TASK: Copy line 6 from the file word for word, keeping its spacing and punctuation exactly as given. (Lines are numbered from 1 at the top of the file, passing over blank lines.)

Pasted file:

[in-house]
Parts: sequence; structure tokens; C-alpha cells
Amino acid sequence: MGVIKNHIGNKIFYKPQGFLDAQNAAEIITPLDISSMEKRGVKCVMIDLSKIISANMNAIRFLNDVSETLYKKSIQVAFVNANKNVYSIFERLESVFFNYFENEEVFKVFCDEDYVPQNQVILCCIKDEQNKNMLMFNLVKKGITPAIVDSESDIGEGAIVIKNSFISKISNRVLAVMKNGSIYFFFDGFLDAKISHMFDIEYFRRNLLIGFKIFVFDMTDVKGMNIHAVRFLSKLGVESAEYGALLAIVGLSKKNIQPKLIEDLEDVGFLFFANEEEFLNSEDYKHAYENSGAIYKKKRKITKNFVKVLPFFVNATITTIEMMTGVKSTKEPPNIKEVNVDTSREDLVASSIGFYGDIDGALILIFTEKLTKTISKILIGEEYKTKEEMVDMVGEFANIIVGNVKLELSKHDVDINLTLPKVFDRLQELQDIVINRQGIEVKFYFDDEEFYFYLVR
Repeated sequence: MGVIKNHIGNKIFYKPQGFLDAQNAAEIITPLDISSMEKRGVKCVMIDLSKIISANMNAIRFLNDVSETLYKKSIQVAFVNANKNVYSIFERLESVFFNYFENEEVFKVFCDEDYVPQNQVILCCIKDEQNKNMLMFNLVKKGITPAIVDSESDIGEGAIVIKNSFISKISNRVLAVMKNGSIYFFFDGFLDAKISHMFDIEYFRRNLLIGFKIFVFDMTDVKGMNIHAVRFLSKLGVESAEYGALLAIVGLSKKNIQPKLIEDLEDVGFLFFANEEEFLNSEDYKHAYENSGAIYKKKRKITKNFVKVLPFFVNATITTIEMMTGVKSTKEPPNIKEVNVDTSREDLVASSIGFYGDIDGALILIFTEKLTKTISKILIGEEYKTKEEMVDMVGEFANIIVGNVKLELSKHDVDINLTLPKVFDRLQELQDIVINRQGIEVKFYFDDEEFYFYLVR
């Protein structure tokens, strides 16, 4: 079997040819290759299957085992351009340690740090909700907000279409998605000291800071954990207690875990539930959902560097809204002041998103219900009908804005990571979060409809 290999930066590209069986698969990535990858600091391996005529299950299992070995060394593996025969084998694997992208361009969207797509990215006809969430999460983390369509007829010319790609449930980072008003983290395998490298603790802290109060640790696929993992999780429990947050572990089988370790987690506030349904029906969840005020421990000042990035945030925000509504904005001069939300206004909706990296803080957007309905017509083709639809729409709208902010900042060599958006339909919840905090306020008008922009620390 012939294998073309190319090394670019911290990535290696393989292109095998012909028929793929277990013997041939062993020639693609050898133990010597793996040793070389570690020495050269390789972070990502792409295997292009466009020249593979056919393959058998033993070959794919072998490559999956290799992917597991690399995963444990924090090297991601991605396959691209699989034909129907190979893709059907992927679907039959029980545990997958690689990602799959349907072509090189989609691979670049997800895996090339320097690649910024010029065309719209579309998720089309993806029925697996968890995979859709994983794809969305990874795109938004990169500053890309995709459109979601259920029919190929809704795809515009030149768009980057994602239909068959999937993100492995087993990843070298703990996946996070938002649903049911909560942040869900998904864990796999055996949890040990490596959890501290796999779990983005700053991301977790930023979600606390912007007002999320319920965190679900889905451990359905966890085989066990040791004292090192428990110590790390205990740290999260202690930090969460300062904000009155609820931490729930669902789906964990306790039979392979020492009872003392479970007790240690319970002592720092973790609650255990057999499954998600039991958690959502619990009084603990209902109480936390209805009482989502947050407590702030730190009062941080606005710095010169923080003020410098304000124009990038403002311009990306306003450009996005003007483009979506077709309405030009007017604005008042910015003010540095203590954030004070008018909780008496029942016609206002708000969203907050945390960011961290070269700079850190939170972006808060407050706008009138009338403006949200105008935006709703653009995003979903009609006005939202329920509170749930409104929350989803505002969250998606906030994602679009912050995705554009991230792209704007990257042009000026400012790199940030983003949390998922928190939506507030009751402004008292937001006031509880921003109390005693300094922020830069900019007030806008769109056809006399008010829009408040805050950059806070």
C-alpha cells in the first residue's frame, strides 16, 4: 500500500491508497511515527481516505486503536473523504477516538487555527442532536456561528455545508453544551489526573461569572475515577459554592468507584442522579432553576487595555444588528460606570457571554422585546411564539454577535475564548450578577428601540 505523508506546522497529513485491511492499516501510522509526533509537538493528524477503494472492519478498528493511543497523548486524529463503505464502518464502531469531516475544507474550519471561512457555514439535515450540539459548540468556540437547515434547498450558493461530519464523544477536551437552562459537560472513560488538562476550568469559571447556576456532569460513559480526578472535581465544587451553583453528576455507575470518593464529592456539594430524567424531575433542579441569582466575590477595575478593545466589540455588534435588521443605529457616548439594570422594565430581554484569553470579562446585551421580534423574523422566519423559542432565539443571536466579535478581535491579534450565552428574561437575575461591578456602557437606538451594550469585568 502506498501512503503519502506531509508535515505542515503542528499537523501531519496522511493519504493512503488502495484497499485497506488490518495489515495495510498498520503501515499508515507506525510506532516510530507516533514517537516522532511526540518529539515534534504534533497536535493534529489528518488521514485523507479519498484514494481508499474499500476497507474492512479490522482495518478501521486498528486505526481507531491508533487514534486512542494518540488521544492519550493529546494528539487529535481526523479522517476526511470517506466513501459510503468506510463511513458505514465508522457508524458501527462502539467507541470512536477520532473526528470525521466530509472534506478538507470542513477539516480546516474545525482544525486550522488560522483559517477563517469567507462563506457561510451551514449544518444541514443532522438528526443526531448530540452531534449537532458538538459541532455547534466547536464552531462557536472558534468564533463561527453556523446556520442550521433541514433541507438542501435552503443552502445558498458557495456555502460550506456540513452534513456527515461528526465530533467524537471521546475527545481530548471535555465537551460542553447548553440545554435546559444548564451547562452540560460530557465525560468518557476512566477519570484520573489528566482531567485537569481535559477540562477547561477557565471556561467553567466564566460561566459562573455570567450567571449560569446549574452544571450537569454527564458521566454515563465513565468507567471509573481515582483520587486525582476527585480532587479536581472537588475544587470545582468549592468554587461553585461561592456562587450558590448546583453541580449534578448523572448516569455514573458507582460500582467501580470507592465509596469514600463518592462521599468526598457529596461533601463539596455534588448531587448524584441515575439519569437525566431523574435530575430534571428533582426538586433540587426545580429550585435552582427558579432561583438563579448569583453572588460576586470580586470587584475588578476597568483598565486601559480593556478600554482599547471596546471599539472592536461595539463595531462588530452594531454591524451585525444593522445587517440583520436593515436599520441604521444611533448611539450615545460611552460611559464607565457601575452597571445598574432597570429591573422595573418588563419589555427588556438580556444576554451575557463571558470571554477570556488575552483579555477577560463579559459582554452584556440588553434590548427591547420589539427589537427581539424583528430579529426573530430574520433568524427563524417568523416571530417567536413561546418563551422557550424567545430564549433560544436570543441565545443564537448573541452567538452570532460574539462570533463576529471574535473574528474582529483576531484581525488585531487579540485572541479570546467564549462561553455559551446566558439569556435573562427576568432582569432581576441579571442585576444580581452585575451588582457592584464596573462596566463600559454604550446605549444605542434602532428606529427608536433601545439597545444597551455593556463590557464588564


C-alpha cells in the first residue's frame, strides 16, 4: 500500500491508497511515527481516505486503536473523504477516538487555527442532536456561528455545508453544551489526573461569572475515577459554592468507584442522579432553576487595555444588528460606570457571554422585546411564539454577535475564548450578577428601540 505523508506546522497529513485491511492499516501510522509526533509537538493528524477503494472492519478498528493511543497523548486524529463503505464502518464502531469531516475544507474550519471561512457555514439535515450540539459548540468556540437547515434547498450558493461530519464523544477536551437552562459537560472513560488538562476550568469559571447556576456532569460513559480526578472535581465544587451553583453528576455507575470518593464529592456539594430524567424531575433542579441569582466575590477595575478593545466589540455588534435588521443605529457616548439594570422594565430581554484569553470579562446585551421580534423574523422566519423559542432565539443571536466579535478581535491579534450565552428574561437575575461591578456602557437606538451594550469585568 502506498501512503503519502506531509508535515505542515503542528499537523501531519496522511493519504493512503488502495484497499485497506488490518495489515495495510498498520503501515499508515507506525510506532516510530507516533514517537516522532511526540518529539515534534504534533497536535493534529489528518488521514485523507479519498484514494481508499474499500476497507474492512479490522482495518478501521486498528486505526481507531491508533487514534486512542494518540488521544492519550493529546494528539487529535481526523479522517476526511470517506466513501459510503468506510463511513458505514465508522457508524458501527462502539467507541470512536477520532473526528470525521466530509472534506478538507470542513477539516480546516474545525482544525486550522488560522483559517477563517469567507462563506457561510451551514449544518444541514443532522438528526443526531448530540452531534449537532458538538459541532455547534466547536464552531462557536472558534468564533463561527453556523446556520442550521433541514433541507438542501435552503443552502445558498458557495456555502460550506456540513452534513456527515461528526465530533467524537471521546475527545481530548471535555465537551460542553447548553440545554435546559444548564451547562452540560460530557465525560468518557476512566477519570484520573489528566482531567485537569481535559477540562477547561477557565471556561467553567466564566460561566459562573455570567450567571449560569446549574452544571450537569454527564458521566454515563465513565468507567471509573481515582483520587486525582476527585480532587479536581472537588475544587470545582468549592468554587461553585461561592456562587450558590448546583453541580449534578448523572448516569455514573458507582460500582467501580470507592465509596469514600463518592462521599468526598457529596461533601463539596455534588448531587448524584441515575439519569437525566431523574435530575430534571428533582426538586433540587426545580429550585435552582427558579432561583438563579448569583453572588460576586470580586470587584475588578476597568483598565486601559480593556478600554482599547471596546471599539472592536461595539463595531462588530452594531454591524451585525444593522445587517440583520436593515436599520441604521444611533448611539450615545460611552460611559464607565457601575452597571445598574432597570429591573422595573418588563419589555427588556438580556444576554451575557463571558470571554477570556488575552483579555477577560463579559459582554452584556440588553434590548427591547420589539427589537427581539424583528430579529426573530430574520433568524427563524417568523416571530417567536413561546418563551422557550424567545430564549433560544436570543441565545443564537448573541452567538452570532460574539462570533463576529471574535473574528474582529483576531484581525488585531487579540485572541479570546467564549462561553455559551446566558439569556435573562427576568432582569432581576441579571442585576444580581452585575451588582457592584464596573462596566463600559454604550446605549444605542434602532428606529427608536433601545439597545444597551455593556463590557464588564